Can Newborns Sleep on Their Side

Can Newborns Sleep on Their Side?

Becoming a parent is an exciting and life-changing experience. You brought a new life to your home, but as soon as the baby cramps hit in and you can’t squeeze three hours of sleep per night, you’ll see it can only get this exciting. Another great concern parents of a newborn have is whether it’s safe for them to sleep on their side.

You may often see your baby try to turn to their side overnight, but your parents and friends may tell you it’s unsafe, especially of the so-called SIDS. What’s that? Is it dangerous? In this article we’ll give all the potential risks and reveal can newborns sleep on their side.

What Is SIDS?

Protect the child from SIDS
Source: Terry Cralle, RN

Sometimes, you must wish babies came with instructions that would help parents understand and help them better. Newborns are the safest sleeping on their back because as they’re too little, they’re unable to independently roll to other sleeping positions, ending up in a position that can compromise their health leading to the fatal Sudden Infant Death Syndrome (SIDS.)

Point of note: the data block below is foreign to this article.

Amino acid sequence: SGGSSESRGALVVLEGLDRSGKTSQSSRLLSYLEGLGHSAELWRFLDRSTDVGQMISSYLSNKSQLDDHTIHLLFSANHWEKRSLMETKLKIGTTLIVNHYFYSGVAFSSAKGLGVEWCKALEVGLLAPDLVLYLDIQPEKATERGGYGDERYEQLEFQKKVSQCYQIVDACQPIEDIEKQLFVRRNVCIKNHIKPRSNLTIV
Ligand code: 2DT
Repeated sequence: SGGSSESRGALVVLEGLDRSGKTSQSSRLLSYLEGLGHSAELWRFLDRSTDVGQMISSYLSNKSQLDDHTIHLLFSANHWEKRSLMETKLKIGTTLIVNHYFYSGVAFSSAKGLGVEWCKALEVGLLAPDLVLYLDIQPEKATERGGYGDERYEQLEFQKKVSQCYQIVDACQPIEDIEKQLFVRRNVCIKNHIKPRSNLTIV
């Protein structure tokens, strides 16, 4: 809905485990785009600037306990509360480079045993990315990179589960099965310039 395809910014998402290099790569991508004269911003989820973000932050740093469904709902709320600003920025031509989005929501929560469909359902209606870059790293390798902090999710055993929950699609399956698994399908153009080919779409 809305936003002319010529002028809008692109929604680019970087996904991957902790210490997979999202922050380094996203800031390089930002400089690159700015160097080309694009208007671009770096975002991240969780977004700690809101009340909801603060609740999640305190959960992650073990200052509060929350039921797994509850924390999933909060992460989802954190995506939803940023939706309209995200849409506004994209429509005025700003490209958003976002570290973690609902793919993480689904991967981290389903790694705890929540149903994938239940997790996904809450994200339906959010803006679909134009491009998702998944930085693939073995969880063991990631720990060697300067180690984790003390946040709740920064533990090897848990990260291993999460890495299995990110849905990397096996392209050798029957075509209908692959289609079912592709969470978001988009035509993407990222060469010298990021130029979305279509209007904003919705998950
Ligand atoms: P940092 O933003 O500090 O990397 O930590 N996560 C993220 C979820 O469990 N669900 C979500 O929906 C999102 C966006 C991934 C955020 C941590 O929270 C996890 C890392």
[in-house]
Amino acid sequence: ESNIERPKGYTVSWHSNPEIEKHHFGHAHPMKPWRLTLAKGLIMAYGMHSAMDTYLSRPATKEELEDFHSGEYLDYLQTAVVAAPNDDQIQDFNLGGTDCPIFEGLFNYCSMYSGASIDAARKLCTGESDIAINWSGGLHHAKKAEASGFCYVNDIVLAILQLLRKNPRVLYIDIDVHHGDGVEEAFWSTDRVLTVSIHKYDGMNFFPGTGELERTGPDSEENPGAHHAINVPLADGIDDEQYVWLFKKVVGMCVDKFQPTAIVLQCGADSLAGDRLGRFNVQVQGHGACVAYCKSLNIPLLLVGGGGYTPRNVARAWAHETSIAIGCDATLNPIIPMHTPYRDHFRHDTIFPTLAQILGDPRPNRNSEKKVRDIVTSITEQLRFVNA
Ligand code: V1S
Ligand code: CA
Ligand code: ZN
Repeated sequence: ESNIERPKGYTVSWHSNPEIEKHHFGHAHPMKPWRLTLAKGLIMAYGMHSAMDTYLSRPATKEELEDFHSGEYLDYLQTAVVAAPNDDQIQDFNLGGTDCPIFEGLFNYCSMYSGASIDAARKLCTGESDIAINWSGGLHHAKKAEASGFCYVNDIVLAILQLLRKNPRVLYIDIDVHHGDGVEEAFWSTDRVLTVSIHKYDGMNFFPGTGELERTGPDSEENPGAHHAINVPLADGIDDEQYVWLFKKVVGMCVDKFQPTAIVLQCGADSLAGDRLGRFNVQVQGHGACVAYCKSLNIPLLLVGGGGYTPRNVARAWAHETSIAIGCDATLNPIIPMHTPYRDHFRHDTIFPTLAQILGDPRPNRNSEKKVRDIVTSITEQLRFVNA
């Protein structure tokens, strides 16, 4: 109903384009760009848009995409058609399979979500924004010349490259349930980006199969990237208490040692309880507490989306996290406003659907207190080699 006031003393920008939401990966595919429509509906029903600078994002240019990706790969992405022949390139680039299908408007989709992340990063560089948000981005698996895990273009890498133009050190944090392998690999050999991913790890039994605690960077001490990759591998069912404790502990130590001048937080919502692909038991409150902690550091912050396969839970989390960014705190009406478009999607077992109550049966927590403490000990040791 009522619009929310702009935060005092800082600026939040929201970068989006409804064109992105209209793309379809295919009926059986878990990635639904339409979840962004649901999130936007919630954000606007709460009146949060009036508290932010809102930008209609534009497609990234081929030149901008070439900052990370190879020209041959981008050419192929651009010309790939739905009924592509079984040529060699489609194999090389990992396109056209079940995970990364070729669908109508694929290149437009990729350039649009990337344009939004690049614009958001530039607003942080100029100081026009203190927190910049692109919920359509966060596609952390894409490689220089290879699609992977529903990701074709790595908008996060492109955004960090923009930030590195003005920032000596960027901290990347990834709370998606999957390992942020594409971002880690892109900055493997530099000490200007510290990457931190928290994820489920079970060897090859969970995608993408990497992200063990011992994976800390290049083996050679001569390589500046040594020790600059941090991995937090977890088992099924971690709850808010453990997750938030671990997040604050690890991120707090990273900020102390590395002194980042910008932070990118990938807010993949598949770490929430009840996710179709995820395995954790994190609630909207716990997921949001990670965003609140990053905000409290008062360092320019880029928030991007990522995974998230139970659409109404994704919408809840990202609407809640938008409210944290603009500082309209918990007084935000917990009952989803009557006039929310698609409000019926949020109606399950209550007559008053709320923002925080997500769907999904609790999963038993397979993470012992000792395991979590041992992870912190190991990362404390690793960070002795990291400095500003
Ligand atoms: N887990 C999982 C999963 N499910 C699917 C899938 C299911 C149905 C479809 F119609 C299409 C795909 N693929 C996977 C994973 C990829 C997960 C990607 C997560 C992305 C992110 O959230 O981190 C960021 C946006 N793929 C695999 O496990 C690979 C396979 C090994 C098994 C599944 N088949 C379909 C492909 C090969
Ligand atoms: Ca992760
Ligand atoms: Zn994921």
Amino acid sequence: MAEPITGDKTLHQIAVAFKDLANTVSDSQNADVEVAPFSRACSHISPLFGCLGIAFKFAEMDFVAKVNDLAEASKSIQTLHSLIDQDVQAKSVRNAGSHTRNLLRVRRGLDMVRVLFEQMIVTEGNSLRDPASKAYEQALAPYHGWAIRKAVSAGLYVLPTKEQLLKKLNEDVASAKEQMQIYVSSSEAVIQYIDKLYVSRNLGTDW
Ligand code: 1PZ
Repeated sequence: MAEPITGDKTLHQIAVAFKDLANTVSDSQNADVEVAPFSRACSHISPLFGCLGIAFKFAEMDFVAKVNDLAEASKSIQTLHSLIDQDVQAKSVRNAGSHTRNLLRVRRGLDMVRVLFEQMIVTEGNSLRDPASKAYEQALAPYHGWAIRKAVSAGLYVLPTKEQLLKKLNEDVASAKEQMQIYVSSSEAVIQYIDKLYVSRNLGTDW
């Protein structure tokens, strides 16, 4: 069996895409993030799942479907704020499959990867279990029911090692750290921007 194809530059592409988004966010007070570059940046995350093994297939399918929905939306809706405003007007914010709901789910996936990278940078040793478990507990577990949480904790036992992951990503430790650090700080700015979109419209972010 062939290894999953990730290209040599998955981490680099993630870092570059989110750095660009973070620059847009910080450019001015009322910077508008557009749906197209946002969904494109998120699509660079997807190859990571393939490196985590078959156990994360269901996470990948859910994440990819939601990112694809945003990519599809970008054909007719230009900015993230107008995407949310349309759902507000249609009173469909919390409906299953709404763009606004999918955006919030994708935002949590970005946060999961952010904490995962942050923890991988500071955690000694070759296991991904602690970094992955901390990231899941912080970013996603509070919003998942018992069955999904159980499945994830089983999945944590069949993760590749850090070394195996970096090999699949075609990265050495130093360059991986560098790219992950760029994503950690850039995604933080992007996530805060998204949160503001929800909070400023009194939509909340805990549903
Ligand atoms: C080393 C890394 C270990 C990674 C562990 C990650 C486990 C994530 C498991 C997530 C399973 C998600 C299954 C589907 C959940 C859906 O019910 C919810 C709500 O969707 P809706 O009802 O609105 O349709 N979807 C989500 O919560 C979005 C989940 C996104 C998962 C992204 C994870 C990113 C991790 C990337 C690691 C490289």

On rare occasions, it happens that newborns and young children die without an explanation in their sleep. Because of how sudden and secretive it is, parents are scared of leaving their children to sleep alone. On most occasions, it happens before the age of one, but it can happen later too.

Parents are scared of it for many reasons. Because it’s “sudden” parents can’t predict when or if it’ll happen. There is no warning or ongoing heart or other condition the baby would be going through while being sick.

Pediatricians started dealing with SIDS quite early

Newborn sleep stomach
Source: Terry Cralle, RN

There were a lot of studies that decipher how the SIDS occurs so suddenly in babies, but the only conclusion they drew out of their studies is that it’s dangerous to sleep on the side or stomach. The conducted studies also provided guidelines and recommendations for parents they can use to help their baby sleep in a healthy position.

The occurrence behind the SIDS was even less known during the years and decades of the 20th century. So, in the 1970s, many doctors and scientists encouraged parents to promote stomach sleeping for their newborns because back then they thought it’d help prevent the choking as they thought it to be the main cause of SIDS. However, shortly after, doctors discovered that the SIDS death rose even more for the parents.

Ever since 1992, the American Academy of Pediatric encouraged and recommended parents to promote back sleep for their babies and children, because it will reduce the risk of SIDS. That proved to be fruitful, as now SIDS death happened to decrease. Back when sleeping on the stomach was still considered safe, the number of SIDS cases which was 130.1 cases per 100,000 live births back in 1990 dropped to 39.4 in 2015 as a result of changed sleeping habits for babies.